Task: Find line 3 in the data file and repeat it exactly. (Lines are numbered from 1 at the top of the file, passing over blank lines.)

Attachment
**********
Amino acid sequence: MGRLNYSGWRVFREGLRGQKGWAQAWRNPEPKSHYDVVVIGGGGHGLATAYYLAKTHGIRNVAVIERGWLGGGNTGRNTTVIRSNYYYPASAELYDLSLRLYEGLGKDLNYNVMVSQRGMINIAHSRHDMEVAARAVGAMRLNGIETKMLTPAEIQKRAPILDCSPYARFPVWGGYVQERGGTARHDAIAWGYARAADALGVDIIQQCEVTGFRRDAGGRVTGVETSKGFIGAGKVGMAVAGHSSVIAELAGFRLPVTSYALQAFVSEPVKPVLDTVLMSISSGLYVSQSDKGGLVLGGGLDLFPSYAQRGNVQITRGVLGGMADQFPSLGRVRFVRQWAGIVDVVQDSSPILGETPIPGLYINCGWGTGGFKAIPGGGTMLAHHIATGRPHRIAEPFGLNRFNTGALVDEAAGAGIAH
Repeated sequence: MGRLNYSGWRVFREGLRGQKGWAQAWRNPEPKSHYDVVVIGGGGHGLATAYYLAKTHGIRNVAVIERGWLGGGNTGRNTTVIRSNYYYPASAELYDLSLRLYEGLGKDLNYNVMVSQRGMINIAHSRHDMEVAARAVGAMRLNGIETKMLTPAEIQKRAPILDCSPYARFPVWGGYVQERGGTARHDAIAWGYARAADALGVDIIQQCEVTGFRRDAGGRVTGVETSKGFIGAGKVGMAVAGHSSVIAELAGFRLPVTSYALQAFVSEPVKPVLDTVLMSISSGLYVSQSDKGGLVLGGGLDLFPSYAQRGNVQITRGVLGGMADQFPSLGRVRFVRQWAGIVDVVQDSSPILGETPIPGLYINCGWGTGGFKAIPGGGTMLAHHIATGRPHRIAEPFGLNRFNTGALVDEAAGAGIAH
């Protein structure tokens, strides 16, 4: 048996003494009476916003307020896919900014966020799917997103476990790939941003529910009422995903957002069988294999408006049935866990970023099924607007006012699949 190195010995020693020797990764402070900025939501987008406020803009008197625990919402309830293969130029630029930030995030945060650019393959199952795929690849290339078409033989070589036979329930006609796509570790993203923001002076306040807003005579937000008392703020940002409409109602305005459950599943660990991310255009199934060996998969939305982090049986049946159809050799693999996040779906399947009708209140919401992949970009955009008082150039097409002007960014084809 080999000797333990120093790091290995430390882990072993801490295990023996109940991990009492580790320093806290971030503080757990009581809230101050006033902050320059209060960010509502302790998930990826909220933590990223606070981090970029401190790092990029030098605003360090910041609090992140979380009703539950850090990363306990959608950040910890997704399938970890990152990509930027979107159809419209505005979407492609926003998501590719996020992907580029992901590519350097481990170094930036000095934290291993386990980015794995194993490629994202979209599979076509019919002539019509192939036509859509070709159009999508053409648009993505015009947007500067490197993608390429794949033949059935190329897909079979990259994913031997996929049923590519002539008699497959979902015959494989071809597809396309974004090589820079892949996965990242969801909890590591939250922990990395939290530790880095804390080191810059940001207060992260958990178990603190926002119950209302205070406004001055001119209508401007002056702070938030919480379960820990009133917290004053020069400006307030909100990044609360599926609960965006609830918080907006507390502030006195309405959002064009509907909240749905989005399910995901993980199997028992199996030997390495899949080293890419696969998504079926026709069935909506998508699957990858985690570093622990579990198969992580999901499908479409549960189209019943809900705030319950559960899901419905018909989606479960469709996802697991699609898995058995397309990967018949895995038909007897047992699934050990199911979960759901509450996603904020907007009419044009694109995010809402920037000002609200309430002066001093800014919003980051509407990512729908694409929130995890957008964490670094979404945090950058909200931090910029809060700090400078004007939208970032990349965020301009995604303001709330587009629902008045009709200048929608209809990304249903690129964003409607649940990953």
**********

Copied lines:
């Protein structure tokens, strides 16, 4: 048996003494009476916003307020896919900014966020799917997103476990790939941003529910009422995903957002069988294999408006049935866990970023099924607007006012699949 190195010995020693020797990764402070900025939501987008406020803009008197625990919402309830293969130029630029930030995030945060650019393959199952795929690849290339078409033989070589036979329930006609796509570790993203923001002076306040807003005579937000008392703020940002409409109602305005459950599943660990991310255009199934060996998969939305982090049986049946159809050799693999996040779906399947009708209140919401992949970009955009008082150039097409002007960014084809 080999000797333990120093790091290995430390882990072993801490295990023996109940991990009492580790320093806290971030503080757990009581809230101050006033902050320059209060960010509502302790998930990826909220933590990223606070981090970029401190790092990029030098605003360090910041609090992140979380009703539950850090990363306990959608950040910890997704399938970890990152990509930027979107159809419209505005979407492609926003998501590719996020992907580029992901590519350097481990170094930036000095934290291993386990980015794995194993490629994202979209599979076509019919002539019509192939036509859509070709159009999508053409648009993505015009947007500067490197993608390429794949033949059935190329897909079979990259994913031997996929049923590519002539008699497959979902015959494989071809597809396309974004090589820079892949996965990242969801909890590591939250922990990395939290530790880095804390080191810059940001207060992260958990178990603190926002119950209302205070406004001055001119209508401007002056702070938030919480379960820990009133917290004053020069400006307030909100990044609360599926609960965006609830918080907006507390502030006195309405959002064009509907909240749905989005399910995901993980199997028992199996030997390495899949080293890419696969998504079926026709069935909506998508699957990858985690570093622990579990198969992580999901499908479409549960189209019943809900705030319950559960899901419905018909989606479960469709996802697991699609898995058995397309990967018949895995038909007897047992699934050990199911979960759901509450996603904020907007009419044009694109995010809402920037000002609200309430002066001093800014919003980051509407990512729908694409929130995890957008964490670094979404945090950058909200931090910029809060700090400078004007939208970032990349965020301009995604303001709330587009629902008045009709200048929608209809990304249903690129964003409607649940990953």